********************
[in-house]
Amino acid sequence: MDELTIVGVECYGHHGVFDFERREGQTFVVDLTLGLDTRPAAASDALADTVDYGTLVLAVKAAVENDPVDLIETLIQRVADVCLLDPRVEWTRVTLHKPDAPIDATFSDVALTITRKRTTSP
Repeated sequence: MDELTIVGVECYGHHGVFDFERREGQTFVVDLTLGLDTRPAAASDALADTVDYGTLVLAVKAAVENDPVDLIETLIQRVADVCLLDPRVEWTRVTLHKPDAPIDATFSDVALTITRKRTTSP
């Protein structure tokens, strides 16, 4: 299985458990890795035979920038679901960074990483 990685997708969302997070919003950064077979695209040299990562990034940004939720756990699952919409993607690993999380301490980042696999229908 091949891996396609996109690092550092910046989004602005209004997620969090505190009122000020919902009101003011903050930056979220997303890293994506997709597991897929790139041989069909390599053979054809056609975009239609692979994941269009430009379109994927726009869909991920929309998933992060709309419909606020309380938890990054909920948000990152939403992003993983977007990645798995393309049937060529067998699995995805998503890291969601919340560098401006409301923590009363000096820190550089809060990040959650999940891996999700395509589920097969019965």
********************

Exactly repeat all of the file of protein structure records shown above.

[in-house]
Amino acid sequence: MDELTIVGVECYGHHGVFDFERREGQTFVVDLTLGLDTRPAAASDALADTVDYGTLVLAVKAAVENDPVDLIETLIQRVADVCLLDPRVEWTRVTLHKPDAPIDATFSDVALTITRKRTTSP
Repeated sequence: MDELTIVGVECYGHHGVFDFERREGQTFVVDLTLGLDTRPAAASDALADTVDYGTLVLAVKAAVENDPVDLIETLIQRVADVCLLDPRVEWTRVTLHKPDAPIDATFSDVALTITRKRTTSP
């Protein structure tokens, strides 16, 4: 299985458990890795035979920038679901960074990483 990685997708969302997070919003950064077979695209040299990562990034940004939720756990699952919409993607690993999380301490980042696999229908 091949891996396609996109690092550092910046989004602005209004997620969090505190009122000020919902009101003011903050930056979220997303890293994506997709597991897929790139041989069909390599053979054809056609975009239609692979994941269009430009379109994927726009869909991920929309998933992060709309419909606020309380938890990054909920948000990152939403992003993983977007990645798995393309049937060529067998699995995805998503890291969601919340560098401006409301923590009363000096820190550089809060990040959650999940891996999700395509589920097969019965």